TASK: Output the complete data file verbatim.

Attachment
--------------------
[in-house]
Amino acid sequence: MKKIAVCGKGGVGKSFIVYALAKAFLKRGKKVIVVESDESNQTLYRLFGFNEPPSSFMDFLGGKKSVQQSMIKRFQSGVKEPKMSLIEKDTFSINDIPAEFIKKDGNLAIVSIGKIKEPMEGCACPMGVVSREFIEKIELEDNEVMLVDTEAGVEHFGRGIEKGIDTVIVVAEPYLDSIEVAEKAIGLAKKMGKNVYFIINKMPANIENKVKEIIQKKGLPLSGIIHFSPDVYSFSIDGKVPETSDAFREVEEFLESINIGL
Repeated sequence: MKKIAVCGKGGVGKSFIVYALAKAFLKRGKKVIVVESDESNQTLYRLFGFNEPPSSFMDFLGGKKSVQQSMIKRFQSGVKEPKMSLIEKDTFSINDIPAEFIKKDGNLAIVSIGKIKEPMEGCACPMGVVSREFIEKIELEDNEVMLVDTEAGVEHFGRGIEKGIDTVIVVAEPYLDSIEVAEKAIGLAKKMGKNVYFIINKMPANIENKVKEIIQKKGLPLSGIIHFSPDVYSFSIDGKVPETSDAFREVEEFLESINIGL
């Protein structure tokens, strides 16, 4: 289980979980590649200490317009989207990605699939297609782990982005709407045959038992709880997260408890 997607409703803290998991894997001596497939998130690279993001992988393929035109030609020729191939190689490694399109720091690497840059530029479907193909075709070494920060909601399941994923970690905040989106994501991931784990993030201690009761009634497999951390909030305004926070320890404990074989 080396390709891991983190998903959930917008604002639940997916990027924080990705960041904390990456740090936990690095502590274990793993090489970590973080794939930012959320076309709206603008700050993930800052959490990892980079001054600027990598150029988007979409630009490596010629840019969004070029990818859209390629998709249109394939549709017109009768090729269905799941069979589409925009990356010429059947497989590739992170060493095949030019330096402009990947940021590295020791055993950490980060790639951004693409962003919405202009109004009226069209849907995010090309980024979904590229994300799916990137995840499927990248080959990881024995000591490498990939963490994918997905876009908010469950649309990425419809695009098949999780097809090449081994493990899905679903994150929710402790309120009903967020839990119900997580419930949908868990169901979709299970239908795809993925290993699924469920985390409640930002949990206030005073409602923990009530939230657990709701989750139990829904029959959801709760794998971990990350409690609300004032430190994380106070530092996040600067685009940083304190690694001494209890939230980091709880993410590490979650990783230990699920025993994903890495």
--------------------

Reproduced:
[in-house]
Amino acid sequence: MKKIAVCGKGGVGKSFIVYALAKAFLKRGKKVIVVESDESNQTLYRLFGFNEPPSSFMDFLGGKKSVQQSMIKRFQSGVKEPKMSLIEKDTFSINDIPAEFIKKDGNLAIVSIGKIKEPMEGCACPMGVVSREFIEKIELEDNEVMLVDTEAGVEHFGRGIEKGIDTVIVVAEPYLDSIEVAEKAIGLAKKMGKNVYFIINKMPANIENKVKEIIQKKGLPLSGIIHFSPDVYSFSIDGKVPETSDAFREVEEFLESINIGL
Repeated sequence: MKKIAVCGKGGVGKSFIVYALAKAFLKRGKKVIVVESDESNQTLYRLFGFNEPPSSFMDFLGGKKSVQQSMIKRFQSGVKEPKMSLIEKDTFSINDIPAEFIKKDGNLAIVSIGKIKEPMEGCACPMGVVSREFIEKIELEDNEVMLVDTEAGVEHFGRGIEKGIDTVIVVAEPYLDSIEVAEKAIGLAKKMGKNVYFIINKMPANIENKVKEIIQKKGLPLSGIIHFSPDVYSFSIDGKVPETSDAFREVEEFLESINIGL
């Protein structure tokens, strides 16, 4: 289980979980590649200490317009989207990605699939297609782990982005709407045959038992709880997260408890 997607409703803290998991894997001596497939998130690279993001992988393929035109030609020729191939190689490694399109720091690497840059530029479907193909075709070494920060909601399941994923970690905040989106994501991931784990993030201690009761009634497999951390909030305004926070320890404990074989 080396390709891991983190998903959930917008604002639940997916990027924080990705960041904390990456740090936990690095502590274990793993090489970590973080794939930012959320076309709206603008700050993930800052959490990892980079001054600027990598150029988007979409630009490596010629840019969004070029990818859209390629998709249109394939549709017109009768090729269905799941069979589409925009990356010429059947497989590739992170060493095949030019330096402009990947940021590295020791055993950490980060790639951004693409962003919405202009109004009226069209849907995010090309980024979904590229994300799916990137995840499927990248080959990881024995000591490498990939963490994918997905876009908010469950649309990425419809695009098949999780097809090449081994493990899905679903994150929710402790309120009903967020839990119900997580419930949908868990169901979709299970239908795809993925290993699924469920985390409640930002949990206030005073409602923990009530939230657990709701989750139990829904029959959801709760794998971990990350409690609300004032430190994380106070530092996040600067685009940083304190690694001494209890939230980091709880993410590490979650990783230990699920025993994903890495």